The Ilonka Reader

Notes on the Books I Have Read

Category: essays

Changing My Mind

by Zadie Smith.

This series of essays is cobbled together from a number of projects Zadie Smith has done. They are loosely grouped into themes, the themes loosely group into a book, but more I found it just a dipping into Zadie Smith’s mind, which is my favorite thing about essays. She writes about an Oxfam trip to Liberia, about movies, about Middlemarch and Kafka and E. M. Forster, about Barthes v Nabokov, about Zora Neale Hurston, on Hepburn and the Oscars and her father and David Foster Wallace.

The stories about her father, especially on how her interviewing of her father about WWII was so clearly about her and not him, how she used his stories in White Teeth, to learn more about Zadie Smith’s history and see how it trickled into her writing was interesting and rewarding from a writer’s perspective. I want to dig into some of these essays again, the personal ones, to learn a little more about the craft of those essays.

I also want to reread her essay on Wallace, who I love, such that I can better articulate what I love about him. First, though, I think I need to read Brief Interviews, the Wallace book of short stories she talks about.

Overall a good read with some essays I want to return to.

Consider the Lobster

By David Foster Wallace.

I’m on a David Foster Wallace kick since loving Infinite Jest so much over the summer. In these essays I’m starting to notice his neurotics more — which maybe you’d think would be impossible to ignore in Infinite Jest but the novel generally was in the perspective of the character, so separating out whose neuroses were whose is trickier.

Which isn’t to say I liked these essays. I did.

I like his candid questioning of the reader of animal rights in ‘Consider the Lobster’.

I like his distraction, almost to a fault, in ‘Up, Simba’ (about the 2000 McCain primaries campaign.)

I had already read ‘Authority and American Usage’ and again liked his obsession with fiddling out why a dictionary could be great.

I liked the strange disappointment in professional athletes in ‘How Tracy Austin Broke My Heart’.

I disliked the way the footnotes were arranged in ‘Host’ and wasn’t sure I really understood much more about right-wing talk shows at the end, though it was classically entertaining to read him intellectually futzing around with some theories about their success.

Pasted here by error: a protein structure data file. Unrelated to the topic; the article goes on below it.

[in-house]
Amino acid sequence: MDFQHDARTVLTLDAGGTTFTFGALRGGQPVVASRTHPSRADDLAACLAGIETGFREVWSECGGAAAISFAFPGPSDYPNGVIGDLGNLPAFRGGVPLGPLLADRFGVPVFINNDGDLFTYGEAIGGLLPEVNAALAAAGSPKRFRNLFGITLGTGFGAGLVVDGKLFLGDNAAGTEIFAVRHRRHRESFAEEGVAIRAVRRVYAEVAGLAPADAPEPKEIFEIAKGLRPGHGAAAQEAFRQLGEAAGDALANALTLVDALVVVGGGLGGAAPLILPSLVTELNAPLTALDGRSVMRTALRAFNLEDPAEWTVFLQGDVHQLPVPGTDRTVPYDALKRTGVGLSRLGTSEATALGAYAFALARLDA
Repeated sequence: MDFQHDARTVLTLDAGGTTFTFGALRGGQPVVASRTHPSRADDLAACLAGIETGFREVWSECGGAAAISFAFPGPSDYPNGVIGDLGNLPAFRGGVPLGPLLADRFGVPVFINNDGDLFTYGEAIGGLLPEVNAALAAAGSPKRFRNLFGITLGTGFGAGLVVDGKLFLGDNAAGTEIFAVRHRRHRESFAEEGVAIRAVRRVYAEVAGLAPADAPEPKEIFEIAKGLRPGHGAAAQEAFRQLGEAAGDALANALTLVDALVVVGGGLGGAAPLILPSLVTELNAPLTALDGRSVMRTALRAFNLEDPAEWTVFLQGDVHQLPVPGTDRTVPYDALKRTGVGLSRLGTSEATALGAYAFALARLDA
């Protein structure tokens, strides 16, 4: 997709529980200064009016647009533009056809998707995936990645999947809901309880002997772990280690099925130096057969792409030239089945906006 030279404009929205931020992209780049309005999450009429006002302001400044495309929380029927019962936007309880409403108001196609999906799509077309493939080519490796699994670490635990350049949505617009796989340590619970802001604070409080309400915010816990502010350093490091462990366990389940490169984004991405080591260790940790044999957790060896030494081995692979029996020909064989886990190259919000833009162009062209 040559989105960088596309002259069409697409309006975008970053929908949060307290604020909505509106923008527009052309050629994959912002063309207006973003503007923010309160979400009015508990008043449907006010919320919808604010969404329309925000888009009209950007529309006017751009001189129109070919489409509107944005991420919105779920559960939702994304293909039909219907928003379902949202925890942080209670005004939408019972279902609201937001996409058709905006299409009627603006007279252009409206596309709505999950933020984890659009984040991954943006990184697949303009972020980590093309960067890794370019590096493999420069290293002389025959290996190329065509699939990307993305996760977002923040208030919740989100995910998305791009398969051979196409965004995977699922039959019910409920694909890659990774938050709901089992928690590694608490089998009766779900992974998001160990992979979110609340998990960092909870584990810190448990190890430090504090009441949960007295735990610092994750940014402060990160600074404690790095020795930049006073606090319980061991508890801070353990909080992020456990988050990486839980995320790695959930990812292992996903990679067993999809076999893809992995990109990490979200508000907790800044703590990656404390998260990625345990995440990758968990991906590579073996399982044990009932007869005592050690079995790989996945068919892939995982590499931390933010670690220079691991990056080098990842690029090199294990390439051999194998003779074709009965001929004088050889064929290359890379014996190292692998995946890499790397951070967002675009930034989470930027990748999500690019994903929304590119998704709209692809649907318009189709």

‘The View from Mrs. Thompson’s’ was a touchingly hilarious account of 9/11.

(Essays I didn’t mention: ‘Big Red Son’ about the porn industry Oscar equivalent, ‘Certainly the End of Something or Other’ about Updike’s book that Wallace didn’t like, ‘Some Remarks on Kafka’s Funniness’ of which the topic is obvious, and ‘Joseph Frank’s Dostoevsky’ which is about Joseph Frank’s books about Dostoevsky.)

I will say I ended the book with less unadulterated love of David Foster Wallace, not because it’s bad but because it demonstrated in several places his humanity and ability to write silly thoughts and be neurotic to the point where it isn’t helping anyone. I think what draws me to him is his amazing portrayal of similar neurotic and cynical thoughts to those that I have — it’s like someone saying “oh, yeah, I do this crazy thing in my head all the time” and I respond with “holy shit me too.”

Managing Oneself

By Peter Drucker

This is actually just an essay, but it comes in small-book form. It’s a simple but clear essay on… well, it’s partly on how to be, with a focus on how to be in the work-place. Here are my notes:

feedback analysis:

  • what do you expect to happen?
  • revisit in 9-12 months
  • what are your strengths? (we are bad at knowing this about ourselves)

reader or listener?

how do you learn?

work well with people or loner?

decision maker or advisor?

stress or highly structured?

big org or small?

In addition he talks about why we want second careers and how not everyone is going to be amazingly successful in life, which is why family and hobbies are important.

Seeing Voices

By Oliver Sacks.

This collection of three essays Sacks wrote about deaf culture and sign language has so many amazing stories and neuroscience factoids in it that I can hardly contain myself when I tell people about it. He talks about the history of deaf people being considered ‘dumb’ because they were not given the opportunity to acquire language, the strange and horrible history of deaf people being forced to learn to speak and denied the opportunity to learn and communicate with sign language, the fascinating phenomena of sign language being seated in the left hemisphere of the brain even though we generally considered spatial and visual tasks to be seated in the right, the way children will naturally develop a certain kind of grammar in sign language that doesn’t demand the sequential operations spoken language does… It is incredibly interesting and cool and a short read to boot. It has inspired me to try to learn a little bit of American Sign Language.

Gratitude

By Oliver Sacks.

This short book is a collection of four essays by Oliver Sacks. One celebrates his eightieth birthday but the other three are in reaction to his terminal illness. I was inspired to read it by the Brain Pickings article on the small little thing. The essays are all short and feel like glimpses through windows into Oliver Sacks’ great mind. I love his delight in old age:

My father, who lived to be ninety-four, often said that the eighties had been one of the most enjoyable decades of his life. He felt, as I begin to feel, not a shrinking but an enlargement of mental life and perspective.

Ultimately they are of interest because Oliver Sacks is of interest, because Oliver Sacks is interesting. I think this must be the case for personal essays: the writer must engage you with their own self in order to take you along.